Passenger to Freighter (P2F) conversions were in very high demand during the pandemic, but the industry is now seeing a dramatic reversal.
Do you have a 737-800 and want someone to convert it to a freighter? You’re in luck! There are many companies that want your business, and they can accommodate you pretty quickly, too. Just one question, though: are you SURE you want to convert your 737-800 into a freighter?
Before 2020, the arrival of re-engined single-aisle aircraft from both Airbus and Boeing drove demand for new P2F programs. Different companies planned conversions of passenger jets like the 737NG family and the legacy A321 and A320. Record orders for the 737 MAX and A320neo families seemed to suggest that finding suitable donor aircraft wouldn’t be a problem.
Then came the pandemic, which reinforced that impression. Rising air freight rates meant that demand for passenger conversions skyrocketed, while passenger jets sat idle. This was true of both widebodies, like the Boeing 767 and Airbus A330, and single-aisles.
In a recent interview, Aeronautical Engineers Inc. (AEI) sales & marketing VP Bob Convey explained how this has now changed. His company specializes in 737-800 passenger to freighter conversions: “If you booked a conversion a year ago, there was almost a two-year wait. Now we could drop in an 800. We’ve got near-term availability”.
Busy Passenger Aircraft And Freighter Conversions
This is, in large part, because airlines and lessors have changed their minds about giving up their 737-800s. Both lessors and airlines have always looked at such conversions as ways to extend the life and value of their passenger jets. But they won’t convert jets that still have good prospects as passenger aircraft.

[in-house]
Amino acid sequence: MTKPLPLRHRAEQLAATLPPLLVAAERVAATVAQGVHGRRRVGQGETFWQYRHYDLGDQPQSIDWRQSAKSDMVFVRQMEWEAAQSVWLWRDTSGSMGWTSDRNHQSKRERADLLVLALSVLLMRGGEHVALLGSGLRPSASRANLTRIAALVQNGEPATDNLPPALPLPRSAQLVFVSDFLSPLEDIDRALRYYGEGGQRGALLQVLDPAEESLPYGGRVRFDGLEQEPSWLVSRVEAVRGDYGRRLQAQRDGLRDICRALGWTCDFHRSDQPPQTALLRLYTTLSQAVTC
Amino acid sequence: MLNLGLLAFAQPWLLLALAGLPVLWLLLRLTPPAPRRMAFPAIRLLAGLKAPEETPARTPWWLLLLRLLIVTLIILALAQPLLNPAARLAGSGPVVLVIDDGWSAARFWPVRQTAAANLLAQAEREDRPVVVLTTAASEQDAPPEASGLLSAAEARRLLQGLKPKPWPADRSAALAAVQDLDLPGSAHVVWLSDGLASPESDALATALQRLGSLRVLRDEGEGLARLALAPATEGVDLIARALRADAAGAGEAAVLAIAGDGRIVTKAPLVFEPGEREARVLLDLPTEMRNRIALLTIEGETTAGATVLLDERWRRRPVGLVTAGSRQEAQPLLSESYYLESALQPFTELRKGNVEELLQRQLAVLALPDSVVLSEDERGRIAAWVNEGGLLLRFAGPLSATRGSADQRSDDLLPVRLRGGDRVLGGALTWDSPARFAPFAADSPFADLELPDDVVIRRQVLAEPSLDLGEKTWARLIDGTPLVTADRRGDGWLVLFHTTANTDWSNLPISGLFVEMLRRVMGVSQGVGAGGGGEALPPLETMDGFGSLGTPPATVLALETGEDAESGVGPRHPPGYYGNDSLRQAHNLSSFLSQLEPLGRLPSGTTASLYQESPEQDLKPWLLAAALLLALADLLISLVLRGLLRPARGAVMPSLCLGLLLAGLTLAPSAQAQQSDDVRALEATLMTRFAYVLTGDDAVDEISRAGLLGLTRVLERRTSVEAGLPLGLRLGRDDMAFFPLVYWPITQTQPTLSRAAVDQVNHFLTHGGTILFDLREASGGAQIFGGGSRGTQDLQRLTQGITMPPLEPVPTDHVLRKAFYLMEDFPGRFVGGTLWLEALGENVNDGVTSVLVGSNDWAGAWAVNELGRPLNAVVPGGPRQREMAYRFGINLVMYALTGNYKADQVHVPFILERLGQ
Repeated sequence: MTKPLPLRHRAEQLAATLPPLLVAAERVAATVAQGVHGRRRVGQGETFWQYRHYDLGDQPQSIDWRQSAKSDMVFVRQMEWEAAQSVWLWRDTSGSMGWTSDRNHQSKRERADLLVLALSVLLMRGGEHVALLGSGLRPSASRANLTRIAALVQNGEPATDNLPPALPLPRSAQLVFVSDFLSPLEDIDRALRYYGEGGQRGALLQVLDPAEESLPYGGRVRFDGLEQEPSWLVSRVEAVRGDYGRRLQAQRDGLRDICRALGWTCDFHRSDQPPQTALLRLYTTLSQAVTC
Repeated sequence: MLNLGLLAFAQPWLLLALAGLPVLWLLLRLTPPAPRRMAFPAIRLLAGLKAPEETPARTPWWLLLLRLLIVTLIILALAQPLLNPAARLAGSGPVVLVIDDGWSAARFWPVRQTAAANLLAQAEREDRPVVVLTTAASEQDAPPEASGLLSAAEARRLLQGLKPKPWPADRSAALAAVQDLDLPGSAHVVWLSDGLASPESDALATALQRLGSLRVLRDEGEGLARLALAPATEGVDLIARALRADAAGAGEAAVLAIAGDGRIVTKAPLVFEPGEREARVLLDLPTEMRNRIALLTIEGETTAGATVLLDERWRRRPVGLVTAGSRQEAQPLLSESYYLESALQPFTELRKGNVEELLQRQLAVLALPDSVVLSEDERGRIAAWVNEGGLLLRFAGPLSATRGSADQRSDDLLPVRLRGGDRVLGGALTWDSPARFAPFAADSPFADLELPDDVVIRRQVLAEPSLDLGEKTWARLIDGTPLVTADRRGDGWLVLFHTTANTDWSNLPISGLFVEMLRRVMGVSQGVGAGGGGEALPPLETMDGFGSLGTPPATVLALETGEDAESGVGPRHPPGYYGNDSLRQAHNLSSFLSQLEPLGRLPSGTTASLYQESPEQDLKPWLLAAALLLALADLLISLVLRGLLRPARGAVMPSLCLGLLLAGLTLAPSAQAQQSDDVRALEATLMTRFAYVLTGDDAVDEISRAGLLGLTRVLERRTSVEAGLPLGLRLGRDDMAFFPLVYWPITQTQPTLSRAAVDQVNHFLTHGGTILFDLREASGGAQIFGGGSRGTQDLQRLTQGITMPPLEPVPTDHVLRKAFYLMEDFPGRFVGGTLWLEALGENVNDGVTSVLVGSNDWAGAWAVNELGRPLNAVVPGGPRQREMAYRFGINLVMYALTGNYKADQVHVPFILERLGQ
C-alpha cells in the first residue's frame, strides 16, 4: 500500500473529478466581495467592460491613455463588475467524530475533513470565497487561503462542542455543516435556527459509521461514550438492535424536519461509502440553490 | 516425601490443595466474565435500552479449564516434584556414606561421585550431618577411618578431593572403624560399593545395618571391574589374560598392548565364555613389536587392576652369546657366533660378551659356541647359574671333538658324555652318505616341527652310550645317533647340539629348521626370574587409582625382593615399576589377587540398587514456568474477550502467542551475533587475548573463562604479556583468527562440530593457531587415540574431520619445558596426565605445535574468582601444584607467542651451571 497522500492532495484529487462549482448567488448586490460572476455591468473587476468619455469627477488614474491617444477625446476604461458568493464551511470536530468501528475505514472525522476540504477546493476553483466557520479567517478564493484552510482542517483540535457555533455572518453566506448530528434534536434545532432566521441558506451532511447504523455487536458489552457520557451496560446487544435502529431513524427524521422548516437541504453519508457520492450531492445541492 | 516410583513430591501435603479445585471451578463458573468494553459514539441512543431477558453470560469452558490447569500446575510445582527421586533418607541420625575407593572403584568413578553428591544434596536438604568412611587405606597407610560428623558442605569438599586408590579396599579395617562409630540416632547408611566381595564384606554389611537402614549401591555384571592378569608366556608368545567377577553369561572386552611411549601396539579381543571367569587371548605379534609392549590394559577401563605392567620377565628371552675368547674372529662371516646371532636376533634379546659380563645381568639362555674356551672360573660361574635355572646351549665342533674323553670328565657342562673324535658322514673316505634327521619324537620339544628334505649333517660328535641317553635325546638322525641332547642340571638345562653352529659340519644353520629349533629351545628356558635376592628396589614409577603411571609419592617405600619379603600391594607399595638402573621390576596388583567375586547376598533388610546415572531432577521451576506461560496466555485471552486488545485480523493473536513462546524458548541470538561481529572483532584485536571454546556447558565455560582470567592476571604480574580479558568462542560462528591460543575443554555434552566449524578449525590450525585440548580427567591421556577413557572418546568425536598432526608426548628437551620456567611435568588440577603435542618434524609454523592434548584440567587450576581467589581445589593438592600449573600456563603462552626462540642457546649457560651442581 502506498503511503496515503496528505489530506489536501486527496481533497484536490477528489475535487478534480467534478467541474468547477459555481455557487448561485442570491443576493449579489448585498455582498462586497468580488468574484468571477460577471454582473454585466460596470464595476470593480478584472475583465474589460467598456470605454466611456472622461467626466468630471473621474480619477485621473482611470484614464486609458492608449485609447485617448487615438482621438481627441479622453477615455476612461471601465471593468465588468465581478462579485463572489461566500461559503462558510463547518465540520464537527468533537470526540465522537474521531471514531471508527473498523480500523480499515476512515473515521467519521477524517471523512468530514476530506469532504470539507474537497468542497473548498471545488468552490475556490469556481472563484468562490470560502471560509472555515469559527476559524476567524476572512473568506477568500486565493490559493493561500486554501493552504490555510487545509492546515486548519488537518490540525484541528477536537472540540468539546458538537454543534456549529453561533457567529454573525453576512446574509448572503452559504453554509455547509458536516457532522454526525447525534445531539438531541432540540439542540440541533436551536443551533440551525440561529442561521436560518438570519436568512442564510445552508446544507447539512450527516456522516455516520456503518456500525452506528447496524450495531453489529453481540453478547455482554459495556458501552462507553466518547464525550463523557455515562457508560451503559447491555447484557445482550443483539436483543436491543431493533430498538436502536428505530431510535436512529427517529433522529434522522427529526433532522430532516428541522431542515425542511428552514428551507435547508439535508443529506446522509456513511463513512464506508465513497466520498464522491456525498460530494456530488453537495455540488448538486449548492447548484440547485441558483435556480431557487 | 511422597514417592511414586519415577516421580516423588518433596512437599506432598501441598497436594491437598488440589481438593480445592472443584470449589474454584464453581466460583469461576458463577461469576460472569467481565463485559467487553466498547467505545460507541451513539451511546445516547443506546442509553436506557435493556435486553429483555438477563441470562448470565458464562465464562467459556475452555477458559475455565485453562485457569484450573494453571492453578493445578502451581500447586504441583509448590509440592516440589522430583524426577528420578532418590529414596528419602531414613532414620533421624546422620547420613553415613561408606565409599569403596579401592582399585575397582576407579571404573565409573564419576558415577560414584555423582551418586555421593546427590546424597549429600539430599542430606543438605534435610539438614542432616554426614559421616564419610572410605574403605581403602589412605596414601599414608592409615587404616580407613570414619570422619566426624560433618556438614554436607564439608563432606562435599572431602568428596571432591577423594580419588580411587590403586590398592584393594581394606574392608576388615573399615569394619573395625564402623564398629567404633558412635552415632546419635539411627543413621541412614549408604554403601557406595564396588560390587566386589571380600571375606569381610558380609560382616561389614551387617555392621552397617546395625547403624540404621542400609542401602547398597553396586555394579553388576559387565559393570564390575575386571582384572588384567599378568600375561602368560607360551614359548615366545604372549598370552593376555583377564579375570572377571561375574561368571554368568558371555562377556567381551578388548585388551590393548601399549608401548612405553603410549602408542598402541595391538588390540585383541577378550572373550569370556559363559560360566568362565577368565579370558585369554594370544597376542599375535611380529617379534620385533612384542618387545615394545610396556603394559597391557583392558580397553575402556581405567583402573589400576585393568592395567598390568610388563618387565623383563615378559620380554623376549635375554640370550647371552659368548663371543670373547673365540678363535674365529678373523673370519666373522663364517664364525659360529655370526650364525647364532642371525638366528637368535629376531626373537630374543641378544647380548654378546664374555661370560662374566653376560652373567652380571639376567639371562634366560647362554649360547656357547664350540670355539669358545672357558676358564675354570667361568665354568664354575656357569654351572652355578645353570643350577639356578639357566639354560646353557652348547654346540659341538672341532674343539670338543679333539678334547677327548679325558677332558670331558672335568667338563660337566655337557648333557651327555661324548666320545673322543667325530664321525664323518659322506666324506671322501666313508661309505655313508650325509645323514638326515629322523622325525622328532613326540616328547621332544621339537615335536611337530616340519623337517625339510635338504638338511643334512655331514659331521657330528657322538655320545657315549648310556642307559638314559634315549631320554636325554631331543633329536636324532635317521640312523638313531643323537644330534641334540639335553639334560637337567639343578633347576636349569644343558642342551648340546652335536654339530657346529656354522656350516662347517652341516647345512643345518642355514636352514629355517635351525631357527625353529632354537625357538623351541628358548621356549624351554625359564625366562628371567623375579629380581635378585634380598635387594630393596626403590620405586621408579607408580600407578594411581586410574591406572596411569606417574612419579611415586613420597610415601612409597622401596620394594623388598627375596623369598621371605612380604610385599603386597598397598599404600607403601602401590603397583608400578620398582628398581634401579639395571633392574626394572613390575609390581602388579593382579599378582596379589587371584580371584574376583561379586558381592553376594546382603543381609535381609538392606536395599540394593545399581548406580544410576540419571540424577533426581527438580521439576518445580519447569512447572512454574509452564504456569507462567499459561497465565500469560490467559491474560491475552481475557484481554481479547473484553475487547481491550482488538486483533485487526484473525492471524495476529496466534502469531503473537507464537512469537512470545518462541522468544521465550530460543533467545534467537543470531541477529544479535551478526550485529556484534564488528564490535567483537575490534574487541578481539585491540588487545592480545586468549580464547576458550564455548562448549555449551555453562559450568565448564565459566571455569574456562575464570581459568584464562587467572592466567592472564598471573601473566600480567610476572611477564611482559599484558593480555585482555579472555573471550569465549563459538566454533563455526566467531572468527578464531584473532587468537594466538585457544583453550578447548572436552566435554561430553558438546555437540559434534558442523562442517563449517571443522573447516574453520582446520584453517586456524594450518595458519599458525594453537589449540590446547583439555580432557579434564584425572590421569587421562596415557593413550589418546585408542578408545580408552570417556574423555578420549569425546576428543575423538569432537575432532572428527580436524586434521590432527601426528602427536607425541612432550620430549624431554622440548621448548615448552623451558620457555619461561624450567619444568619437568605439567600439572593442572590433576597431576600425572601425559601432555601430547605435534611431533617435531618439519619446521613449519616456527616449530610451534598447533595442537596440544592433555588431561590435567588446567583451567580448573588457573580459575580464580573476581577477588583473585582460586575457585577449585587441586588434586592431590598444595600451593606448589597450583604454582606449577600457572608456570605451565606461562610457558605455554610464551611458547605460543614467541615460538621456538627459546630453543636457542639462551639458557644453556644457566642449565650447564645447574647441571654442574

That’s because lease values for passenger aircraft are higher than those for passenger aircraft. This hasn’t always been the case, over the past few years. We’ve previously seen companies making passenger-to-freighter conversions of A330s that were less than 10 years old. This was because demand for these jets for carrying passengers was so low – until a few months ago.
We have also seen the supply chain and other production problems, affecting the 737 MAX and A320neo families. Both Boeing and Airbus have been trying to speed up production of their best-selling single-aisle jets. But “childhood” issues with the latest generation of engines, plus Boeing’s recurring 737 production issues, are limiting aircraft deliveries.
Unsurprisingly, the still-booming demand for passenger travel is severely limiting aircraft feedstocks for conversions. Plus, the types of airliners that cargo companies are after are also changing. After a surge in single-aisle demand in previous months, companies are now turning to larger aircraft.
Meanwhile, conversion companies with idle conversion lines are struggling to keep their engineers, at a time when there are industry-wide shortages for these positions, too. This could slow down the industry’s recovery – when it comes.